My mission statement

The times we are working in now need a great deal of accelerated change and there must be no negotiating that down. So my mission statement for this part of my consultancy career is to be clear that there needs to be and will be a lot of change from the work that I do with individuals and organisations and if organisations don’t want that, then it is probably best to go somewhere else.

Read my statement in full »

This really is Extraordinary! – Secretary of State halts all health service improvement in the East of England in order to save face.

Filed Under (Primary Care Trusts, Secretary of State, World Class Commissioning) by Paul on 05-03-2010

The story so far…

Last September the Secretary of State for Health made a speech where he declared that his personal preference was for NHS providers to provide care for NHS patients. Since then he has been trying to impose this preference on all NHS Commissioners.

The problems of the last few days stem from the fact that he has been successful in bending some PCTs to his will. A letter from David Nicholson drawing their attention to his policy, resulted in some PCTs limiting their approach to tendering to those service providers that the Secretary of State prefers.

It is almost certain that by following the Secretary of State’s preference the PCTs have put themselves the wrong side of competition rules

But many PCTs, operating in the best interests of their patients, have refused to limit their opportunities and are still developing the full range of providers.

Part of the Secretary of State’s problem is that in the next 6 weeks most PCTs will undergo the “World Class Commissioning Assurance” process. Amongst other things this involves PCTs in demonstrating, as a commissioning organisation, that it is capable of developing and using the full range of market opportunities for its patients.

Simply saying that the Secretary of State doesn’t like them to exercise this competency will be not be considered a defence by the Panel. So the Secretary of State finds himself in charge of an assurance process for his PCTs wherein he has to hope that the all his NHS commissioners do badly in a key competence against which they are being judged.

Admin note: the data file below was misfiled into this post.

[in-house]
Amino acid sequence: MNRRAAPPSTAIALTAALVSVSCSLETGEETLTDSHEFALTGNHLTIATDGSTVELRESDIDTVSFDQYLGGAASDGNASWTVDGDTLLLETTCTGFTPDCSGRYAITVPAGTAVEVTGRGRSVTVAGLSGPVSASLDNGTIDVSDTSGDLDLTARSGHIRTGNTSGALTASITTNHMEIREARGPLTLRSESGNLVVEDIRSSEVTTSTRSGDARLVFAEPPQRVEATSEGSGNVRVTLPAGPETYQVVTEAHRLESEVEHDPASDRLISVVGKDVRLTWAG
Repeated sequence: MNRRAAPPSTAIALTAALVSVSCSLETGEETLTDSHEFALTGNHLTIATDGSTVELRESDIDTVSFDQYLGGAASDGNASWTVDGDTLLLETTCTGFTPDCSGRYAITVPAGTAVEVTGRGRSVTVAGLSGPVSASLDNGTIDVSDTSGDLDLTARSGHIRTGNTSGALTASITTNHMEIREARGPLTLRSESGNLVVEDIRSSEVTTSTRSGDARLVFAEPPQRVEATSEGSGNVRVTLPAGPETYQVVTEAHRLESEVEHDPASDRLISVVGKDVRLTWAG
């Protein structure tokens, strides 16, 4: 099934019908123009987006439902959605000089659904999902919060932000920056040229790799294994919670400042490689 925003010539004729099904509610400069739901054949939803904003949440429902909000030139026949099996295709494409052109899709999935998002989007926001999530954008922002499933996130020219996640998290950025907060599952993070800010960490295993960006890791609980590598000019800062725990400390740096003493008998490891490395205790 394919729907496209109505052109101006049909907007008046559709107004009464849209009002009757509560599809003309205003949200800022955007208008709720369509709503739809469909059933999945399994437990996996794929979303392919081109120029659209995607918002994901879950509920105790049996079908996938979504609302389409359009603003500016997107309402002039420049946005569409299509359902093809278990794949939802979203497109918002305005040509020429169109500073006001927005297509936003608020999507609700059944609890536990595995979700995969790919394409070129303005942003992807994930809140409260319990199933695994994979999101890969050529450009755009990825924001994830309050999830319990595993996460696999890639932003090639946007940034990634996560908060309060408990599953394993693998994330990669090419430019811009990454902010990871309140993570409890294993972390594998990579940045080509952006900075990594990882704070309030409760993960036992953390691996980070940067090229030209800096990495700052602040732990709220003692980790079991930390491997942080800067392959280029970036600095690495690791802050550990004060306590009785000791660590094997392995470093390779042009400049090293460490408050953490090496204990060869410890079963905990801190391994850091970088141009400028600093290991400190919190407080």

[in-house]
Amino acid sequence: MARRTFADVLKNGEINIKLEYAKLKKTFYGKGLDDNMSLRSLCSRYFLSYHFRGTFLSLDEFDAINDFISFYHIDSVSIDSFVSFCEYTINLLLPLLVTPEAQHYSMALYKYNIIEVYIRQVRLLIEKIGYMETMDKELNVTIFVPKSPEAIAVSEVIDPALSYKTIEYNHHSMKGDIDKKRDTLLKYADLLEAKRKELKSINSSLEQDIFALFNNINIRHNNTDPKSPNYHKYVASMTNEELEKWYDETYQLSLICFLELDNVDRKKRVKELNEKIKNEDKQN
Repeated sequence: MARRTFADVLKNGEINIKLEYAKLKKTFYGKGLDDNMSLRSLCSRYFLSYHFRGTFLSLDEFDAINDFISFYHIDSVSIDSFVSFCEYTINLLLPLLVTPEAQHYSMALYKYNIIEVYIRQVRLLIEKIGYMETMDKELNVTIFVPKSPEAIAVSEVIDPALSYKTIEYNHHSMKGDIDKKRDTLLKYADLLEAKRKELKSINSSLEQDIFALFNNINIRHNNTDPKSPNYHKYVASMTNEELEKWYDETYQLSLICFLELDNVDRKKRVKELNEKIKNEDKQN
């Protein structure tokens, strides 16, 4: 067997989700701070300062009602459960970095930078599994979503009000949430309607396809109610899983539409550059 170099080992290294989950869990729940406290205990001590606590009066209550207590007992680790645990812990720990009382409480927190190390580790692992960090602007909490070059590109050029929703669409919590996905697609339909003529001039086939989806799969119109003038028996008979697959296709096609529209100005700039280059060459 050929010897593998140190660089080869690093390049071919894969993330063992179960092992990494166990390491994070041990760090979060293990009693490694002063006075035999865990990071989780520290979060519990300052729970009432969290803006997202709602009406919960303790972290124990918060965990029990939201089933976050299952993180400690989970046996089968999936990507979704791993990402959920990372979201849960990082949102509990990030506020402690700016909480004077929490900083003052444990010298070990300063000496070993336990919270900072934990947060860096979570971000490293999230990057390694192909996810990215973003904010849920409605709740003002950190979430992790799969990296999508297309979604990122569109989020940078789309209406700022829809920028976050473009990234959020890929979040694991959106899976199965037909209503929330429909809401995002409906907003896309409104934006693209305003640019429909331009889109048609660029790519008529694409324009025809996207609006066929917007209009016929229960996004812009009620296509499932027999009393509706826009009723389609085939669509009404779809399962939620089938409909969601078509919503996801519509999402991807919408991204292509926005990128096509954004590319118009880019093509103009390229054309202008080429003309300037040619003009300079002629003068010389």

An immediate problem for the Secretary of State this week is that Great Yarmouth and Waveney did as he wanted and, as a result, almost certainly acted in a way that was anticompetitive.

Following the Secretary of State’s personal preference Great Yarmouth and Waveney PCT decided to change the tendering process for its community services half way through the actual process. It wrote to a number of potential providers and told them that, actually, they could no longer be a part of the process.

The organisations excluded decided to take the PCT to the Cooperation and Competition Panel as they felt, with good reason, that the PCT was acting in an anti-competitive way.

The case was accepted by the Panel and we have been waiting their judgement.

An initial decision on March 1st decided to take the case further. It is understood that the Panel decided that there was a strong case for the complainants against the PCT.

But before it could publish this interim judgement it was told by the Department of Health that not just Great Yarmouth, but all 14 primary care trusts in the East of England had been told to suspend tendering altogether – leaving no case to answer.

So the case falls.

This is extraordinary! The Secretary of State is now prepared to stop the progress of the health service in an entire region of the country rather than face up to the fact that his personal policy is wrong.

Let’s look at how all this has come about,

  • Presumably at some time last summer all PCTs in the East of England decided that they wanted to improve community services for their public. Indeed the Department of Health had a name for it – Transforming Community Services  – and have been performance managing PCTs to move with speed.
  • Halfway through that tendering process the Secretary of State tries to start to impose his personal preference for NHS providers on PCTs. Some of them then change their tendering process to fall in line with the Secretary of State’s personal preference.
  • This tendering process is called into question and in order to stop the Secretary of State suffering the embarrassment of a judgement against him, the DH now halts the process across the entire region.
  • The only way the Secretary of State can be sure of avoiding the judgement of the panel – that his personal preference is anticompetitive – is by stopping all PCTs from doing anything.
  • The conclusion he has come to is that if he stalls NHS progress completely, then he might just get away with it.

To say the least this is a strange position for any Secretary of State to get themselves into would be an understatement.

It is difficult to see how this position can remain tenable for any period of time.


One Response to “This really is Extraordinary! – Secretary of State halts all health service improvement in the East of England in order to save face.”

  1. Hi Paul. Well said. I too think this is extraordinary and am surprised that the Opposition and the media have not made more of this. I don’t see how patients will gain from this decision. This would not have happened under John Reid or Alan Milburn. I wrote a blog on this for my public affairs consultancy, Altitude, in which I speculated that there may also be some political positioning going on by the current Secretary of State in anticipation of a Labour leadership election after the general election. You can read it at:

    Richard Olszewski
    The Altitude Consultancy

Leave a Reply